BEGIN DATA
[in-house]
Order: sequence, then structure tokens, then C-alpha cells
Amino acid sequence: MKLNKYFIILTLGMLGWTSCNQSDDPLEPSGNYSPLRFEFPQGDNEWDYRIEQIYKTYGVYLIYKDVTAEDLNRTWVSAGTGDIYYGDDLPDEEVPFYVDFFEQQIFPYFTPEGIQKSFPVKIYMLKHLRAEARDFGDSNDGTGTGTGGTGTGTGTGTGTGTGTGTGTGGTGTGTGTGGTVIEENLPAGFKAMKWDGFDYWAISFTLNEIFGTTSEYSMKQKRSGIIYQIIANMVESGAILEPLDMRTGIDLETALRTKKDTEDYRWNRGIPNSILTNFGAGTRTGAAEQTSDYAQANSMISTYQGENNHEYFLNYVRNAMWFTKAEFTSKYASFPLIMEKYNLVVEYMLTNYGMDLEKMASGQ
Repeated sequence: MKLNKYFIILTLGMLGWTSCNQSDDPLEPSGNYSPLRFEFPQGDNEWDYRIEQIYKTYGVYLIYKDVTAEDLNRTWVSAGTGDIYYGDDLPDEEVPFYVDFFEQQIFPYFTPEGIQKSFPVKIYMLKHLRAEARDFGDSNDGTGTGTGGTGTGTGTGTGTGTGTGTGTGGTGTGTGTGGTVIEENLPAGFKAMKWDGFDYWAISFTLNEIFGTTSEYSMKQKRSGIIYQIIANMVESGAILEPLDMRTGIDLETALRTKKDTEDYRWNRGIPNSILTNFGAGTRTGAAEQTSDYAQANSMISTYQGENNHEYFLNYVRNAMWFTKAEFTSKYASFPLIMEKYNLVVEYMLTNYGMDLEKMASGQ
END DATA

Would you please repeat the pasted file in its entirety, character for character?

[in-house]
Order: sequence, then structure tokens, then C-alpha cells
Amino acid sequence: MKLNKYFIILTLGMLGWTSCNQSDDPLEPSGNYSPLRFEFPQGDNEWDYRIEQIYKTYGVYLIYKDVTAEDLNRTWVSAGTGDIYYGDDLPDEEVPFYVDFFEQQIFPYFTPEGIQKSFPVKIYMLKHLRAEARDFGDSNDGTGTGTGGTGTGTGTGTGTGTGTGTGTGGTGTGTGTGGTVIEENLPAGFKAMKWDGFDYWAISFTLNEIFGTTSEYSMKQKRSGIIYQIIANMVESGAILEPLDMRTGIDLETALRTKKDTEDYRWNRGIPNSILTNFGAGTRTGAAEQTSDYAQANSMISTYQGENNHEYFLNYVRNAMWFTKAEFTSKYASFPLIMEKYNLVVEYMLTNYGMDLEKMASGQ
Repeated sequence: MKLNKYFIILTLGMLGWTSCNQSDDPLEPSGNYSPLRFEFPQGDNEWDYRIEQIYKTYGVYLIYKDVTAEDLNRTWVSAGTGDIYYGDDLPDEEVPFYVDFFEQQIFPYFTPEGIQKSFPVKIYMLKHLRAEARDFGDSNDGTGTGTGGTGTGTGTGTGTGTGTGTGTGGTGTGTGTGGTVIEENLPAGFKAMKWDGFDYWAISFTLNEIFGTTSEYSMKQKRSGIIYQIIANMVESGAILEPLDMRTGIDLETALRTKKDTEDYRWNRGIPNSILTNFGAGTRTGAAEQTSDYAQANSMISTYQGENNHEYFLNYVRNAMWFTKAEFTSKYASFPLIMEKYNLVVEYMLTNYGMDLEKMASGQ